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Lake Saint Louis set to amend its code governing cell towers

About the only thing that Lake Saint Louis officials can do right now to regulate telecommunications towers is try to make sure they don’t fall on anybody.

Lake Saint Louis and other municipal officials throughout Missouri are facing the prospect of having their authority pulled out from under them when it comes to reviewing and regulating new communications towers. State law now restricts the zoning authority cities have over cell towers on private property.

City officials fear that state legislation signed into law in 2014 that limits the authority of Missouri cities and counties to restrict towers may lead to more being erected, with little local control over them. Federal rules also apply that restrict local oversight.

In April, Lake Saint Louis imposed a 180-day moratorium on the processing of applications and approval of new communications cell towers to allow the city to review how it can regulate them. Federal officials gave local governments authority to impose the moratorium to review their ordinances.

The moratorium is ending soon and the city’s Board of Aldermen is poised to update is city code in response to state and federal limits over local cell tower regulation. A cell tower bill was given a first reading at the board’s regular meeting on August 15 but final action may not be taken until later this month or in September.

City Administrator Paul Markworth said the city is not going to change its code, but recognize that state and federal law preempts it.

The city’s amended ordinance will add that no structure other than a parking lot or tower building can be within a “fall zone” – an area equal to the height of the tower – that might be hit if a tower falls down.  The idea is to safeguard buildings and people using sidewalks or driving on streets. In the old ordinance, the fall zone was half the tower height. But that’s about it as far as the city can go, Markworth said.

“That’s the way we view it,” Markworth said. “We have very limited control, other than public health and safety from the fall zone. We don’t even have control over radio frequencies.”

The state legislation was supported by the telecommunications industry as a means of streamlining local regulations that have slowed the installation of high-speed Internet service throughout Missouri.

The legislation passed after a 2013 state law was struck down by a Cole County judge. Missouri Governor Jay Nixon signed four bills into law in 2014 that impose 19 new restrictions on how local governments can restrict cellphone towers.

The restrictions include: not requiring the removal of existing facilities as a condition for approving an application, evaluating an application based on the availability of other potential locations, dictating the type of wireless facilities or infrastructure, limiting application fees, limiting landscaping and setting deadlines for deciding on an application.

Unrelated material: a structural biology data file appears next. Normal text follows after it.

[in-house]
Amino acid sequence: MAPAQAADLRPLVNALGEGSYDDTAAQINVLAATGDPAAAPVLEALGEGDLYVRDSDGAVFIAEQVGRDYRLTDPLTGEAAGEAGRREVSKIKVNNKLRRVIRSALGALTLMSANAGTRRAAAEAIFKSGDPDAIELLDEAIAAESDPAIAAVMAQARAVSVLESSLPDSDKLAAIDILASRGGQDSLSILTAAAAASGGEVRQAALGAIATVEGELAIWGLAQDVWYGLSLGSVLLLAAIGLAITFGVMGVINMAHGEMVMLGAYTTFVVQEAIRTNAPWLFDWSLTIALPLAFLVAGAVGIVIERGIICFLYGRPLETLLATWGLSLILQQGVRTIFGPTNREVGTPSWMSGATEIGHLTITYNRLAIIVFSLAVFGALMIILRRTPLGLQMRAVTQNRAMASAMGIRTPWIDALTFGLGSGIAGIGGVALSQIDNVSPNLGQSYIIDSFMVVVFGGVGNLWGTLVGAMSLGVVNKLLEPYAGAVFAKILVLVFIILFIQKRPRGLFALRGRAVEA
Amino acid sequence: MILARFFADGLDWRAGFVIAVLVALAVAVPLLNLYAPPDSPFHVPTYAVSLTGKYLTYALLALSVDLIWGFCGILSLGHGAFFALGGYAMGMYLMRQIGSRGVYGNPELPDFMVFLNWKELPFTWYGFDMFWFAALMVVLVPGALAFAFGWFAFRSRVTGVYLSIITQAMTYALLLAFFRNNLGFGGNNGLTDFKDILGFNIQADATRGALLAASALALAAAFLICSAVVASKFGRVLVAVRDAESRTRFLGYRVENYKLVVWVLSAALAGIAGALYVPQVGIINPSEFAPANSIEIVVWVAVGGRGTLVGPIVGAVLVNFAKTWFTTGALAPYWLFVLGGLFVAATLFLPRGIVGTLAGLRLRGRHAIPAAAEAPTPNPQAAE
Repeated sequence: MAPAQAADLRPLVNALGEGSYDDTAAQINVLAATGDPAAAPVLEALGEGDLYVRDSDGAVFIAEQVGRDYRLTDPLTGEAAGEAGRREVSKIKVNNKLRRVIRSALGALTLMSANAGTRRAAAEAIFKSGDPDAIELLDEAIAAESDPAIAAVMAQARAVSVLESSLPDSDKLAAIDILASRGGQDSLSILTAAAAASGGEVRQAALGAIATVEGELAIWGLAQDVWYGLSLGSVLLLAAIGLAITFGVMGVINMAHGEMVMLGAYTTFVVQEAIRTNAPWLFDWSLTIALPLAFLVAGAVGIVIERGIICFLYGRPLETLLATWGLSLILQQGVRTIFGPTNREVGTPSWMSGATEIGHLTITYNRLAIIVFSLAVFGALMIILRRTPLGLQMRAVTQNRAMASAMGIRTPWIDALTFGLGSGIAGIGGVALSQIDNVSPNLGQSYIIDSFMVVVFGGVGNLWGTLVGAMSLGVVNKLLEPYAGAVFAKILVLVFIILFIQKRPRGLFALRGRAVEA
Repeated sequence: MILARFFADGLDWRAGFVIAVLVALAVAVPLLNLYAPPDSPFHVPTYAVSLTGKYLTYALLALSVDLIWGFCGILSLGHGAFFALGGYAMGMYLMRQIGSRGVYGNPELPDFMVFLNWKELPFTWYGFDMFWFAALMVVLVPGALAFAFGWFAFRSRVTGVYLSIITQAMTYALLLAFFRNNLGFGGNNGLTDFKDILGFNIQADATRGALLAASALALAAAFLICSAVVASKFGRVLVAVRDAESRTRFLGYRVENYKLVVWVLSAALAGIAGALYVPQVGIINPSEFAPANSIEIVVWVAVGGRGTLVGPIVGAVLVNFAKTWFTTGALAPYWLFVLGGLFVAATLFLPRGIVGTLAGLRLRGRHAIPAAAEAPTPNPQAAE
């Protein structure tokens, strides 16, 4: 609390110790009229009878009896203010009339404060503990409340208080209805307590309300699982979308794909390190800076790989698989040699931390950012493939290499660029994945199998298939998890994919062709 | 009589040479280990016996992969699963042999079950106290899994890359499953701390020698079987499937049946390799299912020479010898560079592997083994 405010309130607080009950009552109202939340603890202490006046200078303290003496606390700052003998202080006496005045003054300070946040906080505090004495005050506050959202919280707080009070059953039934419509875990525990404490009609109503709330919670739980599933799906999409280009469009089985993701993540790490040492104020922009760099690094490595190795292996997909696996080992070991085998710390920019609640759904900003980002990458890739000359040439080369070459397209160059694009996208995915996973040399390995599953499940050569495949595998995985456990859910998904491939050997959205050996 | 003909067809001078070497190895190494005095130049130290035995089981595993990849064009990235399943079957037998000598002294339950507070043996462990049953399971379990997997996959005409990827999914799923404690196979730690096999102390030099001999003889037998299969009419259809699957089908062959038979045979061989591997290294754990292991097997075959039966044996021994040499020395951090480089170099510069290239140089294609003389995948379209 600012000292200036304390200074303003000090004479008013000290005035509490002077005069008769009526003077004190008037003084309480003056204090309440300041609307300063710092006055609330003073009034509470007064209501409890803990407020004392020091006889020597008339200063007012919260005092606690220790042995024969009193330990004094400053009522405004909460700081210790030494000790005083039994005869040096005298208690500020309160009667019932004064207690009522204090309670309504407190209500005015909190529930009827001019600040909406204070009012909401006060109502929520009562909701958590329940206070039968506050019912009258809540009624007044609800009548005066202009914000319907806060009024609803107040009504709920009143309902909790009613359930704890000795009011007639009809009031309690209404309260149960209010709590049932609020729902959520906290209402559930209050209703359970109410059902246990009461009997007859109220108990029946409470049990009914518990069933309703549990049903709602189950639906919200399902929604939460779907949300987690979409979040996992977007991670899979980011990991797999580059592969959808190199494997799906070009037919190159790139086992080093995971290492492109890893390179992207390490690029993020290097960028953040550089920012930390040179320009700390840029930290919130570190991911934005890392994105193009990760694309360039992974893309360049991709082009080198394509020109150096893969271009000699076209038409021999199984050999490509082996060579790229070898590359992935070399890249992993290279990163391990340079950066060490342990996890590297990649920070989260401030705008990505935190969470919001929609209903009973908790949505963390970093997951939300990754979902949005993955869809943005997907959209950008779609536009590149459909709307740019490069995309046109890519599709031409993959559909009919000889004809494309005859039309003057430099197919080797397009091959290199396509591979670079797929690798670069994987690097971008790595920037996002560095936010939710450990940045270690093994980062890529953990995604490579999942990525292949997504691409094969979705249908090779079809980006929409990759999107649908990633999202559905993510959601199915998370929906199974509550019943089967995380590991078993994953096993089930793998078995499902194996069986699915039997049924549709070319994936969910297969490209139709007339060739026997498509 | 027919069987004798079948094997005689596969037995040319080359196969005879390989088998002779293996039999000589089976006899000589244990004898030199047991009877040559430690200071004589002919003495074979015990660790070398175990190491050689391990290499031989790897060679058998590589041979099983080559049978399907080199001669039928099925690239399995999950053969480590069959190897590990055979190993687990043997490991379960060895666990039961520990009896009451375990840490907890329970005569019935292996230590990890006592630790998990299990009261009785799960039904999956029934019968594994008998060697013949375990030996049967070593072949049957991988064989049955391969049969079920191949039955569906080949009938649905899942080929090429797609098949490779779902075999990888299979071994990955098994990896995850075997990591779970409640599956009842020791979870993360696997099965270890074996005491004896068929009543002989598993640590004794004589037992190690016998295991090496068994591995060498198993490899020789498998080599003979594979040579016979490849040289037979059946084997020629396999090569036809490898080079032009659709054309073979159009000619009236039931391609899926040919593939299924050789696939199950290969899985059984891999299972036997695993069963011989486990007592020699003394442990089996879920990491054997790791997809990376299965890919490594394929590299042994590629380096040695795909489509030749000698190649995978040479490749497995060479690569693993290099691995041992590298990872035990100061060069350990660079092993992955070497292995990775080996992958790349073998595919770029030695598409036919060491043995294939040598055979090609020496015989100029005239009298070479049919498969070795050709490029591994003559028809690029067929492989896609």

Markworth said the legislation prohibits municipalities from requiring telecommunications companies to study other potential locations were they could locate their antenna array before submitting a site plan for a new tower.

Cities can no longer require telecommunications companies establish or enforce radio frequency emissions, or impose environment testing, sampling of monitoring requirements and compliance measures excluded under federal law.

Cities also cannot readily impose escrows or other measures to ensure that abandoned or unused facilities be taken down. An abandoned tower can become a nuisance or safety concern.

The state laws prohibit this practice unless cities impose similar requirements or permits on other types of commercial development or land use. Requiring an escrow to allow a commercial building to be removed is impractical and have a chilling effect on economic development, Markworth said.

New laws also impose a shock clock that deems any tower application to be complete unless the city notifies the telecommunication company within 30 days for any deficiency in their application. If the city fails to act within a 120-day review period, the application is also deemed to be approved,

The end result of the law may be a proliferation of cell towers in places where they are unwelcome to city residents, Markworth said. That may change over time.

“I think over time there is going to be enough lawsuits that may kind of help settle this area of law,” Markworth said. “Even federal and state law conflict with each other.”

Markworth said before the moratorium the city had applications including indications from one company that they may propose building seven, 100-foot-tall fiberglass towers in the city. The application has not been submitted.

“They told us they were going to put them between the street, curb and sideway,” Markworth said. “It’s crazy.”

Changes to laws governing telecommunications have been opposed by the Missouri Municipal League, which represents 670 municipalities throughout the state.

Richard Sheets deputy director of the Missouri Municipal League, said that court challenges to the legislation have been largely thrown out for now. But Sheets said state legislation that may be filed for the next session of the Missouri General Assembly, which begins in January, may address some issues particularly placing towers in road right of way.

“It’s shifted from zoning to safety and some aesthetics,” Sheets said.  Sheets said the league is also working with the telecommunications industry to craft legislation that may address local concerns.

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